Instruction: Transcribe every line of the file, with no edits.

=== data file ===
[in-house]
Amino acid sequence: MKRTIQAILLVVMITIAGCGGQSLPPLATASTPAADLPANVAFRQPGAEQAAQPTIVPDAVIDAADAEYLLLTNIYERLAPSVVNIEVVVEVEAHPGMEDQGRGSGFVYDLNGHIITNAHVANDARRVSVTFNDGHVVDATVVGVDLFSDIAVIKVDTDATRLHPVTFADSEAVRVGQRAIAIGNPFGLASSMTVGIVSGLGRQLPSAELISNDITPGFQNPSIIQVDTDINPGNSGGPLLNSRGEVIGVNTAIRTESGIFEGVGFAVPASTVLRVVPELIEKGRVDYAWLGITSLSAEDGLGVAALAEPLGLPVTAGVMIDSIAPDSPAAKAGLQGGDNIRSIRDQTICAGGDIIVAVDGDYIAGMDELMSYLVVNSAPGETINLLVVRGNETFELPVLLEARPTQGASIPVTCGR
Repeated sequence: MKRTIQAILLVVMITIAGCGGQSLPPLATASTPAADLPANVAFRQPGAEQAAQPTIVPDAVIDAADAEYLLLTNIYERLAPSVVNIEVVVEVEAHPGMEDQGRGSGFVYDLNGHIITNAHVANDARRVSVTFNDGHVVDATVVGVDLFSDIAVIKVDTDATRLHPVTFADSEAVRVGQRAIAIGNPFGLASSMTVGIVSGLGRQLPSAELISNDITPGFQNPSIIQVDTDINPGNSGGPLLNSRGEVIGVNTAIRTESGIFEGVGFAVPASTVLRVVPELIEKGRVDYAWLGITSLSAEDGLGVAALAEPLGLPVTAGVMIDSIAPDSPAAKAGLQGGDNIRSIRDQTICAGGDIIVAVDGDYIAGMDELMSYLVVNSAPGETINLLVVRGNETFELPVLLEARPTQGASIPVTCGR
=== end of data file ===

[in-house]
Amino acid sequence: MKRTIQAILLVVMITIAGCGGQSLPPLATASTPAADLPANVAFRQPGAEQAAQPTIVPDAVIDAADAEYLLLTNIYERLAPSVVNIEVVVEVEAHPGMEDQGRGSGFVYDLNGHIITNAHVANDARRVSVTFNDGHVVDATVVGVDLFSDIAVIKVDTDATRLHPVTFADSEAVRVGQRAIAIGNPFGLASSMTVGIVSGLGRQLPSAELISNDITPGFQNPSIIQVDTDINPGNSGGPLLNSRGEVIGVNTAIRTESGIFEGVGFAVPASTVLRVVPELIEKGRVDYAWLGITSLSAEDGLGVAALAEPLGLPVTAGVMIDSIAPDSPAAKAGLQGGDNIRSIRDQTICAGGDIIVAVDGDYIAGMDELMSYLVVNSAPGETINLLVVRGNETFELPVLLEARPTQGASIPVTCGR
Repeated sequence: MKRTIQAILLVVMITIAGCGGQSLPPLATASTPAADLPANVAFRQPGAEQAAQPTIVPDAVIDAADAEYLLLTNIYERLAPSVVNIEVVVEVEAHPGMEDQGRGSGFVYDLNGHIITNAHVANDARRVSVTFNDGHVVDATVVGVDLFSDIAVIKVDTDATRLHPVTFADSEAVRVGQRAIAIGNPFGLASSMTVGIVSGLGRQLPSAELISNDITPGFQNPSIIQVDTDINPGNSGGPLLNSRGEVIGVNTAIRTESGIFEGVGFAVPASTVLRVVPELIEKGRVDYAWLGITSLSAEDGLGVAALAEPLGLPVTAGVMIDSIAPDSPAAKAGLQGGDNIRSIRDQTICAGGDIIVAVDGDYIAGMDELMSYLVVNSAPGETINLLVVRGNETFELPVLLEARPTQGASIPVTCGR